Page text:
Time to say enough of the job and contract loss in B.C. forestry

If your parents planted one tree when you were born and this tree grew until you were 80-years-old, it would release enough oxygen to keep you alive for 80 years.

This tree would also absorb approximately 3-5 tonnes of carbon from the air in 80 years.

The world has lost 25 per cent of its forests in the last 100 years. Scientists are telling the world that we need to plant one trillion trees to help turn global warming around. Doug Ford – the premier of Ontario – promised to plant 50 million trees if he were elected. He was elected and changed his mind. He will not plant 50 million trees. Over the years, the B.C. government has given the major portion of our timber to large mills and logging companies for a fraction of their value. This was supposed to stock their sawmills with an adequate log supply. These companies are shutting down their mills and buying sawmills in Washington and elsewhere in the U.S. – exporting our logs all over the world. They are clearcutting the forests and, in some cases, over half of these healthy trees are between five and 30 years old and are wasted.

The forests on Crown land in B.C. belong to the citizens of B.C. and our elected government is supposed to manage these forests to the benefit of the citizens of B.C. Now, we are not even allowed to harvest the dead and down timber the companies leave behind. The B.C. Forest Service gave the timber on Nootka Island to the Gold River and Tahsis Indian bands to create employment for more First Nations people. The chiefs contracted this timber out and few, if any, First Nations people were hired.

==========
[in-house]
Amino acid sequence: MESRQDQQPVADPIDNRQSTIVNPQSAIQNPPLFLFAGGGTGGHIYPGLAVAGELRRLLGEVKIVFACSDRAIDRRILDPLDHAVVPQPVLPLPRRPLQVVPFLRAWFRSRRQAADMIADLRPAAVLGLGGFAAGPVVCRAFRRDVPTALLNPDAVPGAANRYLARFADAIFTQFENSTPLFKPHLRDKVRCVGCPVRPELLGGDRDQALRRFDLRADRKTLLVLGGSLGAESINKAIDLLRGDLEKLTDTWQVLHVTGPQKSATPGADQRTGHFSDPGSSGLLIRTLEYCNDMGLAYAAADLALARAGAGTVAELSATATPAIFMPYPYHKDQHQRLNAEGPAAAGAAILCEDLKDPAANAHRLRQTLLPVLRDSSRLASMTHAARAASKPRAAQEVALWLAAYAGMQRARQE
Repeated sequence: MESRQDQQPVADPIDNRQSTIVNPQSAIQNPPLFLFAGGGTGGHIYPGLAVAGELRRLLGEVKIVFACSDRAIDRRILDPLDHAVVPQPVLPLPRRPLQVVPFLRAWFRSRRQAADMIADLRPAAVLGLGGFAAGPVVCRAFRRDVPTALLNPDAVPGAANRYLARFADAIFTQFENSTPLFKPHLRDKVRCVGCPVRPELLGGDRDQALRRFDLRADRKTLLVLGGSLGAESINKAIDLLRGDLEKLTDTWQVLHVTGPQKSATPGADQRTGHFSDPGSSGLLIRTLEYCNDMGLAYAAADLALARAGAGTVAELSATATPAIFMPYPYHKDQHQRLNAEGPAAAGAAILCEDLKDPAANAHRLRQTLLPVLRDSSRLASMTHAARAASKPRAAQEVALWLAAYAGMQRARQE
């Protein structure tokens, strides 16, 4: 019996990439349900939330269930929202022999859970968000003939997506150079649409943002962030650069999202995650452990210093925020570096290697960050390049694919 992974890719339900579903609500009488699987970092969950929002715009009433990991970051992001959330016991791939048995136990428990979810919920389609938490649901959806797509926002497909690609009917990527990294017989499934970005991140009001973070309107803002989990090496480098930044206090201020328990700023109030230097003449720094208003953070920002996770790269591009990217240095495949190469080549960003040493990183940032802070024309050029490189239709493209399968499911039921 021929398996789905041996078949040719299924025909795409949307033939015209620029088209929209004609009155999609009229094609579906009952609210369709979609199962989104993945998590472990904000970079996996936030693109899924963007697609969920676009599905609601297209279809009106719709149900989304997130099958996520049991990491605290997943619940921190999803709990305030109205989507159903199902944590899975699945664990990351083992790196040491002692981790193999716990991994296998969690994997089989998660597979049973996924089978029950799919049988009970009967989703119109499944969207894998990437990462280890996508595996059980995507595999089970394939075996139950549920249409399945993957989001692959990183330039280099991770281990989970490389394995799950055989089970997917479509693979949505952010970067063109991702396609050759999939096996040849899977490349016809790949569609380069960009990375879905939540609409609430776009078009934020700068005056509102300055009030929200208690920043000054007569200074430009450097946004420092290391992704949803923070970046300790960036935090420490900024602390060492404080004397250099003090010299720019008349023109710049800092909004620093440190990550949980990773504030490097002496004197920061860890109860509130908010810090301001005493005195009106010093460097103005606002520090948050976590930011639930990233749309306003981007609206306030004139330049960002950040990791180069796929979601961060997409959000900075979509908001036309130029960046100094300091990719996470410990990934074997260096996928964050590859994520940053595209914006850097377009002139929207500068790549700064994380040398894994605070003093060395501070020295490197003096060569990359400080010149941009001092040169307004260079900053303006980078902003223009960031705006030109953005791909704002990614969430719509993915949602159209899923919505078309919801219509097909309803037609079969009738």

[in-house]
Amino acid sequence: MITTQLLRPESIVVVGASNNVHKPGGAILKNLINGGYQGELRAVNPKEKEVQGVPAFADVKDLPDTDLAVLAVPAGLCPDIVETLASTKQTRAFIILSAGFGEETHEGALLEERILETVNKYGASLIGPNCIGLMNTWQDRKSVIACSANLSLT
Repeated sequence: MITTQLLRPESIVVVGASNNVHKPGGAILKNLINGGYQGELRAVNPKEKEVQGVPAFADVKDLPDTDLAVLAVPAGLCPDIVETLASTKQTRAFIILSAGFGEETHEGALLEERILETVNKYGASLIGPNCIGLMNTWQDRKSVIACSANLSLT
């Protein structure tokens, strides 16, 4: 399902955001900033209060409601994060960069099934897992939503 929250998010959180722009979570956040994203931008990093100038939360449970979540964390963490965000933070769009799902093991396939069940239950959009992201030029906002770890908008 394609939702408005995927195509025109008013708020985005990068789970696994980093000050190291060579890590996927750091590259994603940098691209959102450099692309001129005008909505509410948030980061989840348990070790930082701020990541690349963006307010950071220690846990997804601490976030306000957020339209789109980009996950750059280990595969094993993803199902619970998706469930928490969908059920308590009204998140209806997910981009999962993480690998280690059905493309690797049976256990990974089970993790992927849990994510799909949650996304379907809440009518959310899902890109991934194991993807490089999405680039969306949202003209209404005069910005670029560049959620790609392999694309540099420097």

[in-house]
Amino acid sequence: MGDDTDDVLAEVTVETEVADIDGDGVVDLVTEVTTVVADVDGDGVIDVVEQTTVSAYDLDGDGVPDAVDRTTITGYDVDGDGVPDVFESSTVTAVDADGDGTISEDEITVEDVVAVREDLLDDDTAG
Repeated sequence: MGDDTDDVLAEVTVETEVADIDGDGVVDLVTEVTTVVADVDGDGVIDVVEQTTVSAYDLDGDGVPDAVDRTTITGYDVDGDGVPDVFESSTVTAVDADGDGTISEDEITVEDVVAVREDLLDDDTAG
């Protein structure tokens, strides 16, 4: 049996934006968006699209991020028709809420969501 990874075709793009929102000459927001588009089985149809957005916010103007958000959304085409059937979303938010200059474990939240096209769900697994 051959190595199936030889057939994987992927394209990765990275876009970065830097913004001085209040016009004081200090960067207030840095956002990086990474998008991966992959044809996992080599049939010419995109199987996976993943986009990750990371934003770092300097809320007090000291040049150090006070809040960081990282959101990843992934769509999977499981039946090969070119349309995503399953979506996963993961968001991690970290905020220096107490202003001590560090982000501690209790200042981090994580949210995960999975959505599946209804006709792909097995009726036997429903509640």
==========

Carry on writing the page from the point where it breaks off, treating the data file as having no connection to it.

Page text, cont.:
The Great Bear Rainforest received a lot of publicity but loggers are still cutting these forests. Why?

Seventy per cent of loggers on Vancouver Island have lost their jobs and contracts in the last 30 years. It is time to say we have had enough. Maybe a class-action lawsuit of a few billion dollars would wake the government up! What do you think?

Walter Crombie,

Campbell River

Just Posted

16-year-old Campbell River athlete heading to Cairo for volleyball championship

Emoni Bush of Wei Wai Kum First Nation to compete with Youth National Team

Striking Western Forest Products workers could lose benefits in September

Union, forest company at odds over Vancouver Island benefit payments as strike enters third month

Exhibit showcases work of veteran taxidermist on Cortes Island

Dozens of mounted animals on display at Wild Cortes

Stranded hikers rescued by helicopter on Mt. Schoen

Campbell River Search and Rescue used hoist operation to rescue trio

Fire chief urges residents to check smoke detectors following structure fires in Campbell River

Smoke alarms failed in three incidents, including fire that destroyed second storey of home: Doherty

New police force in Surrey must avoid VPD, RCMP errors made in Pickton case: Oppal

Boots are scheduled to be on the ground by spring 2021

Conan turns to the Property Brothers for tips on buying Greenland

Jonathan Scott suggests removing glaciers and mountains to bring in ‘more natural light’

Forests minister visits B.C. town rocked by multiple mill shutdowns

A third of Mackenzie turns out for rally, not much to cheer about

B.C. sockeye returns drop as official calls 2019 ‘extremely challenging’

Federal government says officials are seeing the same thing off Alaska and Washington state

B.C. music teacher accused of sexual misconduct involving girls

Police believe other victims could be out there after the arrest of Lamar Victor Alviar

B.C. family stranded in Croatia desperate to come home

Funds being raised to bring back mom and two children

$5-million lotto ticket sold in Nanaimo

Someone matched all six numbers in Wednesday’s 6/49 draw

Most Read